The gains in efficiency in this business, due to the right equipment, vastly outweigh the negative impact of skimping on appropriate resources. To put things in perspective, one order from a client can pay for a new piece of equipment that will create hundreds of more orders.

Continually investing in equipment is also a reminder to everyone that you will do whatever it takes to make sure the customer is taken care of quickly, both in the small things and in the large, it’s a conscious customer service choice filled with intent.

 

(3) Fight clutter with a flamethrower mentality.

 

If ever there were an argument for smart design, including open and clear spaces that promote efficiency, it’s in the promotional products business.

With thousands of products, samples, and catalogs, it’s a cluttered business that attracts disorder like a magnet which is a productivity killer because it’s also a fast-paced business that requires collaboration and quick thinking. The combination of clutter and the demand for fast responses is a recipe for disaster.

Don’t hang onto samples because “a client might need this someday.” Clear clutter frequently. Get rid of samples and catalogs. A hoarder mentality promotes micro-management over past-history instead of focusing on future opportunities and a hoarder mentality in this business will bury you. Trying to manage hundreds of samples is trying to micro-managing chaos. Impossible.

In her book, The Life-Changing Magic of Tidying Up, Marie Kondo wrote, that “discarding … is a continuous process of making decisions based on one’s own values,” and when you combine that thought with the fact that a typical salesperson spends more than 50% of their time searching, not selling, the question about clutter becomes a question about what matters to you most.

Burn those past project resources as quickly as you can so that you can clear both your physical space and your headspace, and mentally prepare for the projects that are to come.

 

(4) Make a big impact with little things

 

The environment we work in is the environment that shapes us, and the smallest details can make a surprisingly huge impact on productivity and culture. Natural light is a great example. In Leesman’s index, the survey asked employees to rank which physical or service features were most important and natural light was in the top 10 of a list of 50, after desk, chair, and refreshments. Psychology Today reported a study that natural light in the office directly impacts quality of life including the fact that employees who are exposed to more natural light are more active, and slept, (on average), 46 minutes more per night.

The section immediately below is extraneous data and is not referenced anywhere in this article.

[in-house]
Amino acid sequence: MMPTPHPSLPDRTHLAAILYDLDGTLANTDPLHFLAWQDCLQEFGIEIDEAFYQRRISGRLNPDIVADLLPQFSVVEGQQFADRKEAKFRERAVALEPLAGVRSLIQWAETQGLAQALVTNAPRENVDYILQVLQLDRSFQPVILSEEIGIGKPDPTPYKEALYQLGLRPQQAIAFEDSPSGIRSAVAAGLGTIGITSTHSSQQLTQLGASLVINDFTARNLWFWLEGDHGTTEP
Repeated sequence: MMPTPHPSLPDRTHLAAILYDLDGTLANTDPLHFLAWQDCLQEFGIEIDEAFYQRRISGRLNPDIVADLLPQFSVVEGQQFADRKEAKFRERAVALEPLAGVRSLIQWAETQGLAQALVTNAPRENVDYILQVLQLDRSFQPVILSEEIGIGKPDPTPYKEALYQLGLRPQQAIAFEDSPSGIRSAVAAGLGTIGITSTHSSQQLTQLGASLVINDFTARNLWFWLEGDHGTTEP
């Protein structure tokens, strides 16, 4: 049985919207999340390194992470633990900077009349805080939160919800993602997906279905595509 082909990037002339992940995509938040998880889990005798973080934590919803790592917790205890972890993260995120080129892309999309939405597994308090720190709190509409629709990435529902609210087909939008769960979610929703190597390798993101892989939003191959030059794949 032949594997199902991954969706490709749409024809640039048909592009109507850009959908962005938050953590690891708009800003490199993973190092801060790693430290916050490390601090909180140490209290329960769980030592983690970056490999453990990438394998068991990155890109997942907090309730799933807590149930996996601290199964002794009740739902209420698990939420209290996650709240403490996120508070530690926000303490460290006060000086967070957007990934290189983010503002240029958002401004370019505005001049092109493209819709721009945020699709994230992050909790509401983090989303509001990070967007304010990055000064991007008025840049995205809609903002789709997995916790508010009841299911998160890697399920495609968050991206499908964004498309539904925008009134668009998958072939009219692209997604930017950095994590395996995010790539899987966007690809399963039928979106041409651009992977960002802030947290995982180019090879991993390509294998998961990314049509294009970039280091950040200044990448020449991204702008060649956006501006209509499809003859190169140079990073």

And can we talk about those little things? Like art on the walls? At Atlanta-based distributor Icebox, when you enter their office, you are immediately greeted with pics of celebrities with the simple word “SWAG” printed on the front. It’s quirky, whimsical, and cool, and a subtle but purposeful play toward branding and cultural intent.  

Even the tiniest of aesthetics matter. I recently bought a few succulents (which require very little upkeep, thankfully) and placed them in my office and was pleasantly surprised at the way this little change emitted a vibrancy. Not only do small things like plants improve air quality, but the poet Stanley Kunitz stated that this small touchpoint with plantlife signifies’s eagerness, insistence, and a driving energy, (to live, grow, and bear fruit) which sounds a lot like the life of a small business.

Whether you’re a solopreneur, remote worker, or the leader of a small business, attention to the cares of your office space can vastly improve physical and mental health and inspire creative thinking, and if that isn’t enough to convince you, when it comes to some of these environmental changes (like natural light and plants), you and your team will sleep better and work faster, too.

We fight so hard to distinguish our brands from other companies by focusing on external branding when in reality, all change -personally and professionally- is intrinsically internal. Simon Sinek wrote that “customers will never love a company until the employees love it first.”  No outward expression is made manifest without first a radical transformation within.

What we want most out of our physical spaces is to build cultures conducive to exceptional customer service and team collaboration, and to create a working lab for ceaseless ideas.

In the end, our physical and environmental decisions take resource planning and the emotional intelligence to make it important, for what we do within the walls of our physical environments shape our identity and define our culture to the world.


Want more design inspiration? Check out our friends at Creative Boulevard, Juice Marketing, and intandem.

commonsku is cloud-based promotional products software to modernize your business. We give you the best tools to run your business from presentation through to invoicing and everything in between. To learn more or try it for free, visit commonsku.com.

Anthem Branding photo by Daniel O’Connor.


Also published on Medium.